Table of contents

    About the book series
    Editorial board of the book series
    Editors’ preface
    About the editors

    Section 1: Introduction to groundwater geochemistry and fundamentals of hydrogeochemical modeling

    1 Hydrogeochemistry principles for geochemical modeling
    (J. Bundschuh & O. Sracek)
    1.1 Sampling and analysis of water, solids and gases
    1.1.1 Measurement of field parameters
    1.1.2 Filtration and preservation of water samples
    1.1.3 Sampling of solid materials
    1.1.4 Sampling of gases
    1.2 Introduction to thermodynamics
    1.3 Chemical composition of precipitation
    1.4 Hydrochemical processes
    1.4.1 Introduction
    1.4.2 Oxidation-reduction reactions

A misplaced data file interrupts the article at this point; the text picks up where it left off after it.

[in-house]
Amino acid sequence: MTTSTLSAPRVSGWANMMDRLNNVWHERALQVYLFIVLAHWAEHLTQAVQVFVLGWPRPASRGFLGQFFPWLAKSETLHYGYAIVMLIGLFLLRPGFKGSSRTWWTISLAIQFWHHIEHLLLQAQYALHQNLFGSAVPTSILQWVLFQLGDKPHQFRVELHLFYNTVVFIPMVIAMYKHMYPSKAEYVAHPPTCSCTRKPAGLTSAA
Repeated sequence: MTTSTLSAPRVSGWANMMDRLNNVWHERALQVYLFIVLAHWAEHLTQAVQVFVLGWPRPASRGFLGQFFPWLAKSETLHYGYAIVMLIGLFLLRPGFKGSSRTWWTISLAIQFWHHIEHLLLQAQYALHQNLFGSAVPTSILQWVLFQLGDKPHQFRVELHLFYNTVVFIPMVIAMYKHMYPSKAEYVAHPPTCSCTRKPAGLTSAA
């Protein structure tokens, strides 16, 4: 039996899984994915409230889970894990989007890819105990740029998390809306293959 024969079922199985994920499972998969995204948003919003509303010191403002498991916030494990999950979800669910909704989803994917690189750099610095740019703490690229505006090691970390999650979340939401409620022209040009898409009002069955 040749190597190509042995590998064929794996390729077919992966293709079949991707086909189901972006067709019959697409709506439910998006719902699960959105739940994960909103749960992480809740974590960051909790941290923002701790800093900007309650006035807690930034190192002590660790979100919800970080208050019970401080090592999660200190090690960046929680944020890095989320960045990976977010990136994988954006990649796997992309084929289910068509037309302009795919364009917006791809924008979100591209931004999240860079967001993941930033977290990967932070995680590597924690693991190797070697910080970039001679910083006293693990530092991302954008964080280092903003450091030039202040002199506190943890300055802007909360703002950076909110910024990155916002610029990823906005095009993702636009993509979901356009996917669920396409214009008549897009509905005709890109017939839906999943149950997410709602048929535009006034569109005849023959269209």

1.4.3 Organic matter decomposition, photosynthesis and aerobic respiration
    1.4.4 Nitrification and denitrification
    1.4.5 Sorption
    1.5 Kinetics

    2 Thermodynamics of gas and mineral solubility in the unsaturated-zone water
    (L. Mercury & M. Zilberbrand)
    2.1 Introduction
    2.2 Background
    2.2.1 Capillary water
    2.2.2 “Capillarizing” the water by the dryness of the soil atmosphere
    2.2.3 Capillarity and size of pores
    2.2.4 Capillary water: stable or metastable?
    2.3 Capillary thermodynamics
    2.3.1 Capillary solutions and the gas-solutions equilibria
    2.3.2 Solids in capillary situations
    2.3.3 Thermodynamic modeling of reactions in capillary systems
    2.3.4 Simplified modeling of salt solubility in capillary systems
    2.4 Illustrations in natural settings
    2.4.1 Capillarity and mineralogy of desert roses
    2.4.2 Capillarity and the dissolution of gases
    2.5 Hydrogeochemical modeling in the unsaturated zone
    2.6 Conclusions

    3 Governing equations and solution algorithms for geochemical modeling
    (C. Ayora, M.W. Saaltink & J. Carrera)
    3.1 The formulation of reactions
    3.1.1 Species, reactions and stoichiometric coefficients
    3.1.2 Equilibrium reactions in terms of the stoichiometric matrix
    3.1.3 Primary and secondary species